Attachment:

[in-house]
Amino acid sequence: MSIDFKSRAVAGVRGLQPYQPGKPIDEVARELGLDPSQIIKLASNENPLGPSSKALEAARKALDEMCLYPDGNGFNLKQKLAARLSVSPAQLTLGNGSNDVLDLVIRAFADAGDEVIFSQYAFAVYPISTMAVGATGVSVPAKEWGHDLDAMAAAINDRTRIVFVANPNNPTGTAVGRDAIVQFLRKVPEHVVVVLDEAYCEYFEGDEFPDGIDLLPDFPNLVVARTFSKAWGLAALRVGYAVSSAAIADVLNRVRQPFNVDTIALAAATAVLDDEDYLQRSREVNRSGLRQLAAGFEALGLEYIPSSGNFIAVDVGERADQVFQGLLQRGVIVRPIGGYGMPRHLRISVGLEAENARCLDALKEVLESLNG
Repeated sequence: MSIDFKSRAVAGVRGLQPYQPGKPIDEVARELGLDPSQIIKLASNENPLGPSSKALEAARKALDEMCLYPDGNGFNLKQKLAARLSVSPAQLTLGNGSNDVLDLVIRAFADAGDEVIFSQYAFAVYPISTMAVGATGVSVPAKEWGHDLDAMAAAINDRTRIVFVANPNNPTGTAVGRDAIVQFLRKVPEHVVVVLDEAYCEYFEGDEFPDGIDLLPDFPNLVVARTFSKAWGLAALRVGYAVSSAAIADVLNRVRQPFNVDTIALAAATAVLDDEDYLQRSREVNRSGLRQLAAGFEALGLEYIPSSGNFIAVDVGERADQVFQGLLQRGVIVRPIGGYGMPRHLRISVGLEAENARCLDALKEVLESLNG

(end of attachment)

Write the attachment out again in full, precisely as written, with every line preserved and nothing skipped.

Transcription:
[in-house]
Amino acid sequence: MSIDFKSRAVAGVRGLQPYQPGKPIDEVARELGLDPSQIIKLASNENPLGPSSKALEAARKALDEMCLYPDGNGFNLKQKLAARLSVSPAQLTLGNGSNDVLDLVIRAFADAGDEVIFSQYAFAVYPISTMAVGATGVSVPAKEWGHDLDAMAAAINDRTRIVFVANPNNPTGTAVGRDAIVQFLRKVPEHVVVVLDEAYCEYFEGDEFPDGIDLLPDFPNLVVARTFSKAWGLAALRVGYAVSSAAIADVLNRVRQPFNVDTIALAAATAVLDDEDYLQRSREVNRSGLRQLAAGFEALGLEYIPSSGNFIAVDVGERADQVFQGLLQRGVIVRPIGGYGMPRHLRISVGLEAENARCLDALKEVLESLNG
Repeated sequence: MSIDFKSRAVAGVRGLQPYQPGKPIDEVARELGLDPSQIIKLASNENPLGPSSKALEAARKALDEMCLYPDGNGFNLKQKLAARLSVSPAQLTLGNGSNDVLDLVIRAFADAGDEVIFSQYAFAVYPISTMAVGATGVSVPAKEWGHDLDAMAAAINDRTRIVFVANPNNPTGTAVGRDAIVQFLRKVPEHVVVVLDEAYCEYFEGDEFPDGIDLLPDFPNLVVARTFSKAWGLAALRVGYAVSSAAIADVLNRVRQPFNVDTIALAAATAVLDDEDYLQRSREVNRSGLRQLAAGFEALGLEYIPSSGNFIAVDVGERADQVFQGLLQRGVIVRPIGGYGMPRHLRISVGLEAENARCLDALKEVLESLNG